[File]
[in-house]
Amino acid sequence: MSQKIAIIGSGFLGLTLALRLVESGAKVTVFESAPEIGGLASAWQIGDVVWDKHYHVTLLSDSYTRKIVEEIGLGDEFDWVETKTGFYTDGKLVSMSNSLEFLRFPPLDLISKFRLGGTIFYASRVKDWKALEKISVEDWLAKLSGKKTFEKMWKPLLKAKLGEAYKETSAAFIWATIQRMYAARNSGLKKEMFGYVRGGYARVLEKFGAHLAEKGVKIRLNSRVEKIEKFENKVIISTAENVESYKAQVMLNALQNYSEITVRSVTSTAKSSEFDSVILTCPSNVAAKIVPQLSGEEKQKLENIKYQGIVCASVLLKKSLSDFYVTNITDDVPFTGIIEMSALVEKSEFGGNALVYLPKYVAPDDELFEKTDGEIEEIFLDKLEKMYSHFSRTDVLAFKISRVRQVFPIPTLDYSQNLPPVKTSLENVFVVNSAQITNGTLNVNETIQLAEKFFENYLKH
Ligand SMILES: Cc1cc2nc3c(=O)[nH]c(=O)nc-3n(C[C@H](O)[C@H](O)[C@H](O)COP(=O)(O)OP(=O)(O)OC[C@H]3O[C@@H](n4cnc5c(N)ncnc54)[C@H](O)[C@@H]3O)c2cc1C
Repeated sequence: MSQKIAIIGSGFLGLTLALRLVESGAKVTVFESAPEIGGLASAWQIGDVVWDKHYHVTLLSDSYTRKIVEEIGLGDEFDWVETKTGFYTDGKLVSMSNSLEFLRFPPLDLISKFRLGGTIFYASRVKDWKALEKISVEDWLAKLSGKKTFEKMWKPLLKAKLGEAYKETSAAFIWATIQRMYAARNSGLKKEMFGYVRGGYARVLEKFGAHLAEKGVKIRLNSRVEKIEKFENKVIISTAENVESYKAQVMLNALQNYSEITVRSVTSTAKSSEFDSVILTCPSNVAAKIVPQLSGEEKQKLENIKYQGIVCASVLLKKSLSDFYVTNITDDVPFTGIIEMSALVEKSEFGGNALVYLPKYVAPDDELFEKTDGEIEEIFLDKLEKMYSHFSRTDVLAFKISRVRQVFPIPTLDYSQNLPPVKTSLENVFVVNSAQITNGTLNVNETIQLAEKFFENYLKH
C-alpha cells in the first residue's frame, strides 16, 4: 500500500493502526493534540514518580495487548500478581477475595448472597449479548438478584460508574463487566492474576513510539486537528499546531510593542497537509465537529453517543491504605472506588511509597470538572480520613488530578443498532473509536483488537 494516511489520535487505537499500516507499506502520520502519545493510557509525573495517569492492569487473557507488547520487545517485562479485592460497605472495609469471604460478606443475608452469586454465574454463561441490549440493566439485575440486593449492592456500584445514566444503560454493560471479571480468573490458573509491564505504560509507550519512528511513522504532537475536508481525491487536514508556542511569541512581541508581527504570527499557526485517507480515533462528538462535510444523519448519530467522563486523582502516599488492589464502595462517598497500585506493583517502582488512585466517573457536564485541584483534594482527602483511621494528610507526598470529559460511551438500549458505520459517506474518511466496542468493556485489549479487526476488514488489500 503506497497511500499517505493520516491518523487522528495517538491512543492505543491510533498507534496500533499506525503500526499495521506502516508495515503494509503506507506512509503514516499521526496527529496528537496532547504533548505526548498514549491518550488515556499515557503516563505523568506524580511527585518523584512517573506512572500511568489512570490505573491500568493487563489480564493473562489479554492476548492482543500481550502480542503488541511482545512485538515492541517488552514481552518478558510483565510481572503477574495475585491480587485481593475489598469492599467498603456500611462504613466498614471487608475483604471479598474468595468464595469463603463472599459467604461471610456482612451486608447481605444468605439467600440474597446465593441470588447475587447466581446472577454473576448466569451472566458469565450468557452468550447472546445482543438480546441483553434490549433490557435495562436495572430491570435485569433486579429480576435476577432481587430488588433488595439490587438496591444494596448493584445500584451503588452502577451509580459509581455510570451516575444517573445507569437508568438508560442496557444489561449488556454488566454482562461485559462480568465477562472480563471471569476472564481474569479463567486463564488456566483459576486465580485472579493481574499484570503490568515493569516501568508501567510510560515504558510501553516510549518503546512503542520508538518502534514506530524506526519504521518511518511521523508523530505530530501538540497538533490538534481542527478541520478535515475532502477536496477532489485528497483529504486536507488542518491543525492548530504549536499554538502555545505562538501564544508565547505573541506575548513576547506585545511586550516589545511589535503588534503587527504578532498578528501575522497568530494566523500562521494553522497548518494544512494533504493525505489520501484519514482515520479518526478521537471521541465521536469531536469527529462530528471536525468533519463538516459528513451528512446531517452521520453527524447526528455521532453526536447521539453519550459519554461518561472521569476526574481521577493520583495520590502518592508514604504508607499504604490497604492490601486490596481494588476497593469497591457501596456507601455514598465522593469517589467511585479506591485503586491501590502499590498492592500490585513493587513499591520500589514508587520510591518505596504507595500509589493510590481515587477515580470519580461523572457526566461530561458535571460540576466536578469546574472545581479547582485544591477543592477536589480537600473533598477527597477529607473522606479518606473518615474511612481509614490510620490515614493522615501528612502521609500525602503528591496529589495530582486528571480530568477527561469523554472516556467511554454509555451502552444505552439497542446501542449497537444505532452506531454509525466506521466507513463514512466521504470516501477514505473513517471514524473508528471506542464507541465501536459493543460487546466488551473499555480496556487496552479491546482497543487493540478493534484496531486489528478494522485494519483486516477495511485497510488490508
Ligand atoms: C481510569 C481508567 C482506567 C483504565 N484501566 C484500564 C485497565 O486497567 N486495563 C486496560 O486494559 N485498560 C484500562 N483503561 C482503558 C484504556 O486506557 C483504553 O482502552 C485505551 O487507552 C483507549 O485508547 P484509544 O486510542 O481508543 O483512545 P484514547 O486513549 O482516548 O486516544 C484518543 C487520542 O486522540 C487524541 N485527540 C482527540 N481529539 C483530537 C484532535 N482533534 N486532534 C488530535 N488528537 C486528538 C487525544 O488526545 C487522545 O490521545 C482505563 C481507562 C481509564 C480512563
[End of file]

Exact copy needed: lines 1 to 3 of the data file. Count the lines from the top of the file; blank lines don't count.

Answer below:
[in-house]
Amino acid sequence: MSQKIAIIGSGFLGLTLALRLVESGAKVTVFESAPEIGGLASAWQIGDVVWDKHYHVTLLSDSYTRKIVEEIGLGDEFDWVETKTGFYTDGKLVSMSNSLEFLRFPPLDLISKFRLGGTIFYASRVKDWKALEKISVEDWLAKLSGKKTFEKMWKPLLKAKLGEAYKETSAAFIWATIQRMYAARNSGLKKEMFGYVRGGYARVLEKFGAHLAEKGVKIRLNSRVEKIEKFENKVIISTAENVESYKAQVMLNALQNYSEITVRSVTSTAKSSEFDSVILTCPSNVAAKIVPQLSGEEKQKLENIKYQGIVCASVLLKKSLSDFYVTNITDDVPFTGIIEMSALVEKSEFGGNALVYLPKYVAPDDELFEKTDGEIEEIFLDKLEKMYSHFSRTDVLAFKISRVRQVFPIPTLDYSQNLPPVKTSLENVFVVNSAQITNGTLNVNETIQLAEKFFENYLKH
Ligand SMILES: Cc1cc2nc3c(=O)[nH]c(=O)nc-3n(C[C@H](O)[C@H](O)[C@H](O)COP(=O)(O)OP(=O)(O)OC[C@H]3O[C@@H](n4cnc5c(N)ncnc54)[C@H](O)[C@@H]3O)c2cc1C